If you don’t have bench research experience, you probably won’t get into grad school, or into a good grad school. You might have to pay for an MA or something like that to get in, which is bad. If you’re thinking about grad school, read Louis Menand’s The Marketplace of Ideas as soon as possible. See also Penelope Trunk’s Don’t Try to Dodge the Recession with Grad School and Philip Greenspun’s Women in Science. Ignore the questionable gender comments Greenspun makes and attend to his discussion of what grad school in the sciences is like, especially this, his main point: “Adjusted for IQ, quantitative skills, and working hours, jobs in science are the lowest paid in the United States.”

Another: Alex Tabarrok points out in his book Launching The Innovation Renaissance: A New Path to Bring Smart Ideas to Market Fast that we appear to have too few people working in technical fields and too many majoring in business and dubious arts majors (notice that he doesn’t deal with graduate school, which is where he diverges from Greenspun). In his blog post “College has been oversold,” Tabarrok points out that student participation in fields that pay well and are likely “to create the kinds of innovations that drive economic growth” is flat. On an anecdotal level, virtually everyone I know who majored in the hard sciences and engineering is employed. Many of those who, like me, majored in English, aren’t.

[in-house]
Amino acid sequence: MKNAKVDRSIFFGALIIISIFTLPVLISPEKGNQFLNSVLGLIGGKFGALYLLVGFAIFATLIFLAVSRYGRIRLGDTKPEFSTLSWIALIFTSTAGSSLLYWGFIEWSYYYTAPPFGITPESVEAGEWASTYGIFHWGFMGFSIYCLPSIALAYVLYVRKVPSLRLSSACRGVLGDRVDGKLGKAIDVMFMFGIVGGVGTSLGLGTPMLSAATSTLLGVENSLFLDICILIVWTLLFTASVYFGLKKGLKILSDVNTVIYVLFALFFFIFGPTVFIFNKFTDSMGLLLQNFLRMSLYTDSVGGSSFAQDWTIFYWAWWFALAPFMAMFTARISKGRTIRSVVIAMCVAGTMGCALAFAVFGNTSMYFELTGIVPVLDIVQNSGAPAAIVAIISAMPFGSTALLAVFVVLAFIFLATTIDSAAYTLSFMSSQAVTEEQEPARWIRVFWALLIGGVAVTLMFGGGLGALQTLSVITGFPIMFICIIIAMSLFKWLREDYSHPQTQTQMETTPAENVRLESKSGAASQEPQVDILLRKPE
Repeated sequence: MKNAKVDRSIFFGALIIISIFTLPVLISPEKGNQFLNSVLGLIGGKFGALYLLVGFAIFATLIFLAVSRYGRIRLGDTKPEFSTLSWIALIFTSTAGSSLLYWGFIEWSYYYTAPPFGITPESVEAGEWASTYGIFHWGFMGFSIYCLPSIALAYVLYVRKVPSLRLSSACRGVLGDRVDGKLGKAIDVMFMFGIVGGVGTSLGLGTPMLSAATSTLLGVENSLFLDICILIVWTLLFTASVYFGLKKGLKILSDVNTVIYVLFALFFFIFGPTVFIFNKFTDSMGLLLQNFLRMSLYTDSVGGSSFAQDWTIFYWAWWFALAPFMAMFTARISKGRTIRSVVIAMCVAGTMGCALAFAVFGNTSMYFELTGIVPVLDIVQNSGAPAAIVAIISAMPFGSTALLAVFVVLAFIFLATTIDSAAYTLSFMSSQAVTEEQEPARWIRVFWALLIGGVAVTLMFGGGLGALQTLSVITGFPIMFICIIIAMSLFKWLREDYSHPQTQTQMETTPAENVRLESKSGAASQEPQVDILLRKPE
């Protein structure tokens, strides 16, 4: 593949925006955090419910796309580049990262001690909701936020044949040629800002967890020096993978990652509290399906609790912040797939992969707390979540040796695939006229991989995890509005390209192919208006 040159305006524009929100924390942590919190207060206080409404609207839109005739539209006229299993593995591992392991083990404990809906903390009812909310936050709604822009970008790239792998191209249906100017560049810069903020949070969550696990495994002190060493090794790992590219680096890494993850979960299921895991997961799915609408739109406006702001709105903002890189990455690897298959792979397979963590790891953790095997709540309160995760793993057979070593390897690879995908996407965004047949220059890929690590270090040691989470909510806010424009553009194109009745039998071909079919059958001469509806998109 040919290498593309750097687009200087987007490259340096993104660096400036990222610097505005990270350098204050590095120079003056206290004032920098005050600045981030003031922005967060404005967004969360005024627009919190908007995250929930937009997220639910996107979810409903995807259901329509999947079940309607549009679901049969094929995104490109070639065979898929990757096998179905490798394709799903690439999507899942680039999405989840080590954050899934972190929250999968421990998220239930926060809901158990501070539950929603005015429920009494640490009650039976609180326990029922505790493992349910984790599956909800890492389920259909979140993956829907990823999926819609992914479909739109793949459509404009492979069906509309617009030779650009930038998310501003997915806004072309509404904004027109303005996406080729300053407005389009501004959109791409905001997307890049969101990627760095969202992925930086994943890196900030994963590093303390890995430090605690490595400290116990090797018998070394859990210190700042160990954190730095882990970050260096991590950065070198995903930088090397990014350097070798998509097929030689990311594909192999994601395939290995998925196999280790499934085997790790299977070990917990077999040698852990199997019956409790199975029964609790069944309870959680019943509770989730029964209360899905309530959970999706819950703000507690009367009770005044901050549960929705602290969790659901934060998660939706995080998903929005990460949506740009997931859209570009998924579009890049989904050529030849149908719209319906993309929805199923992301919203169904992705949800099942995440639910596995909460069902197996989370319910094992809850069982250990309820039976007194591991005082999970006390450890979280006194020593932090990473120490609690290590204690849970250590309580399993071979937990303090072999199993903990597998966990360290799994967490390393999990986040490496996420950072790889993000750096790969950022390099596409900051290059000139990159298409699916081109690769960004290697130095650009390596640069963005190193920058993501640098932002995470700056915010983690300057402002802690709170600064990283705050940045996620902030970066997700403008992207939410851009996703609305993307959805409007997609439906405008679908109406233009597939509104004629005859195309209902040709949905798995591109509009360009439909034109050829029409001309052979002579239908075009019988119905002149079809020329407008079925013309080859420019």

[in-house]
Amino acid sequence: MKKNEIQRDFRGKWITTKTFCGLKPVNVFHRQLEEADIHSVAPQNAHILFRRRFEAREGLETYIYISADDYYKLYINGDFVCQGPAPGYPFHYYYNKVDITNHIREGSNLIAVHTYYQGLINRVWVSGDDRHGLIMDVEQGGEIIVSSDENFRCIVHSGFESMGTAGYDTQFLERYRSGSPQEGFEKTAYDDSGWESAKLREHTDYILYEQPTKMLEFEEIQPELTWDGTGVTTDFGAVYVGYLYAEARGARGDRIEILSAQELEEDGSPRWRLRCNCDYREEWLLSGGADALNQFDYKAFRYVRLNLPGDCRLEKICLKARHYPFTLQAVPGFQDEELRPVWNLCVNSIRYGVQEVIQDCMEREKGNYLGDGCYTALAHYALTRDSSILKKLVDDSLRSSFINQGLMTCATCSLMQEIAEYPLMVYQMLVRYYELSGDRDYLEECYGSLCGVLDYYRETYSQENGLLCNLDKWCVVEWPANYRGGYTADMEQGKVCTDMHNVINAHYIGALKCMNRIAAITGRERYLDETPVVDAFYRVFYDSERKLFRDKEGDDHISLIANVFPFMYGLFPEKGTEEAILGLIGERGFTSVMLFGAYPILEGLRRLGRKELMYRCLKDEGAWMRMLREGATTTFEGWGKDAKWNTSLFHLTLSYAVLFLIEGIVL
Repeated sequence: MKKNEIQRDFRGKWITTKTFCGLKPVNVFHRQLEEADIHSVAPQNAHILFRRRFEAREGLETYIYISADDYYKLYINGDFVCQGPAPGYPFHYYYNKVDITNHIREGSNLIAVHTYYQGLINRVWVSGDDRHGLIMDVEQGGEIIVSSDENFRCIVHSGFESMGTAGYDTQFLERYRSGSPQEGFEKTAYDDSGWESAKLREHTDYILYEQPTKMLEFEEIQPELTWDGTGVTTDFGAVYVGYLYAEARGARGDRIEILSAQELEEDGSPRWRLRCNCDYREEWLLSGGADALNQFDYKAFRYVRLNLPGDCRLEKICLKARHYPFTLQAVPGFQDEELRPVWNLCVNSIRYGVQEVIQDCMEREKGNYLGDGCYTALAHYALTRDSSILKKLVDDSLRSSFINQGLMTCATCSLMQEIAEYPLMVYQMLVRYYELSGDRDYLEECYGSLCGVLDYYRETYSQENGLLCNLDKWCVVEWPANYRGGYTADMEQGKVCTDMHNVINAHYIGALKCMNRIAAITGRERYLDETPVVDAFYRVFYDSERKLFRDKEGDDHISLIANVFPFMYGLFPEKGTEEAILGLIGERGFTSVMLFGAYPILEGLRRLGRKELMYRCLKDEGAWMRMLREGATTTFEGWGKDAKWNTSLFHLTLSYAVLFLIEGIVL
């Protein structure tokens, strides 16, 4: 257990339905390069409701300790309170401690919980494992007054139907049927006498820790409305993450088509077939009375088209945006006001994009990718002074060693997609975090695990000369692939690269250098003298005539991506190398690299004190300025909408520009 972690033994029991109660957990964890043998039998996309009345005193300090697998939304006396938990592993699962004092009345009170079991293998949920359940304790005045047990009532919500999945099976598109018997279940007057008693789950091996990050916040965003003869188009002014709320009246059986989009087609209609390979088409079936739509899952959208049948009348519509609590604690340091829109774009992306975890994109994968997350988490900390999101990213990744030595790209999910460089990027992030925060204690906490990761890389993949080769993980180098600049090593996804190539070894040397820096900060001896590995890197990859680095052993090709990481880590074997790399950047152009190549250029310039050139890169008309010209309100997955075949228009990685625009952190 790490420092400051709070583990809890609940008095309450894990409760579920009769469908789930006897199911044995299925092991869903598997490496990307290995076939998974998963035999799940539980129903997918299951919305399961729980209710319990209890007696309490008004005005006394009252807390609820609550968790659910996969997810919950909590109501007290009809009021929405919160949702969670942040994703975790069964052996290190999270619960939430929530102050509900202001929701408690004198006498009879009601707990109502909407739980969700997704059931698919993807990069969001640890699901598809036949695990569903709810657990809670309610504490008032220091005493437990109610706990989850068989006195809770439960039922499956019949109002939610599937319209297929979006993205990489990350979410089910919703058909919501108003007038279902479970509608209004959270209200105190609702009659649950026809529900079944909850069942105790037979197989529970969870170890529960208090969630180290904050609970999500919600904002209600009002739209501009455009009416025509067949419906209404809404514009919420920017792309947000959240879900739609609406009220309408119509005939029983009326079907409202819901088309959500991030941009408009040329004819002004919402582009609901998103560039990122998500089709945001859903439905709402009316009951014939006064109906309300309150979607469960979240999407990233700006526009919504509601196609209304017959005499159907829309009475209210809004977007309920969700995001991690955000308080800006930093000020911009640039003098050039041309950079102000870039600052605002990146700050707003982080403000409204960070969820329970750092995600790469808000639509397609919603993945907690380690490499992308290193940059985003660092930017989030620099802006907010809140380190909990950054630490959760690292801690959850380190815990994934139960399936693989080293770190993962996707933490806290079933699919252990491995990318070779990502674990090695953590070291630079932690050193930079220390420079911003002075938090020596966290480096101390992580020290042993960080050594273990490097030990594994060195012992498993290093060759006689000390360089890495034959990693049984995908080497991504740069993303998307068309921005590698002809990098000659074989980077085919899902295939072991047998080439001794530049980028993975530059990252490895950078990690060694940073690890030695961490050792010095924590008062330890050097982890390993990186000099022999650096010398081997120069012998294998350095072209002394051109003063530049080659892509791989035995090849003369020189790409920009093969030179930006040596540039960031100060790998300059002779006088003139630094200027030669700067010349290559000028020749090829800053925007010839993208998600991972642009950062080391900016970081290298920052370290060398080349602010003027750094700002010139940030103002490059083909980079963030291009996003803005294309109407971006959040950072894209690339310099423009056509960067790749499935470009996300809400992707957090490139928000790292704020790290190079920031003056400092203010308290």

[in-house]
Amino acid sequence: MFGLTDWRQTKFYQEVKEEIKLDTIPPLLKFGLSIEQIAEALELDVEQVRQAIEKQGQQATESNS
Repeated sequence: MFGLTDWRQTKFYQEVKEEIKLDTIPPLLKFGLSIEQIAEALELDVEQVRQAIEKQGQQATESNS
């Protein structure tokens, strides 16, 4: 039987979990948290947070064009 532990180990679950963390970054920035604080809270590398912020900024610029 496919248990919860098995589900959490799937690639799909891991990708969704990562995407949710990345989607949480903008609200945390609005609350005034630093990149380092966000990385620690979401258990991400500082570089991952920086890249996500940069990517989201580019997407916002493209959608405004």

According to a study discussed in the New York Times, people apparently leave engineering because it’s hard: “The typical engineering major today spends 18.5 hours per week studying. The typical social sciences major, by contrast, spends about 14.6 hours.” And:

So maybe students intending to major in STEM fields are changing their minds because those curriculums require more work, or because they’re scared off by the lower grades, or a combination of the two. Either way, it’s sort of discouraging when you consider that these requirements are intimidating enough to persuade students to forgo the additional earnings they are likely to get as engineers.

There’s another way to read these findings, though. Perhaps the higher wages earned by engineers reflect not only what they learn but also which students are likely to choose those majors in the first place and stay with them.

Don’t be scared by low grades. Yes, it’s discouraging to take classes where the exam average is 60, but keep taking them anyway. Low grades might be an indication that the field is more intellectually honest than one with easy, high grades.

In the process of writing and editing this essay, the usual panoply of articles is about topics like “science majors are more likely to get jobs” have been published. You’ve probably read these articles. They’re mostly correct. The smattering linked to here are just ones that happened to catch my attention.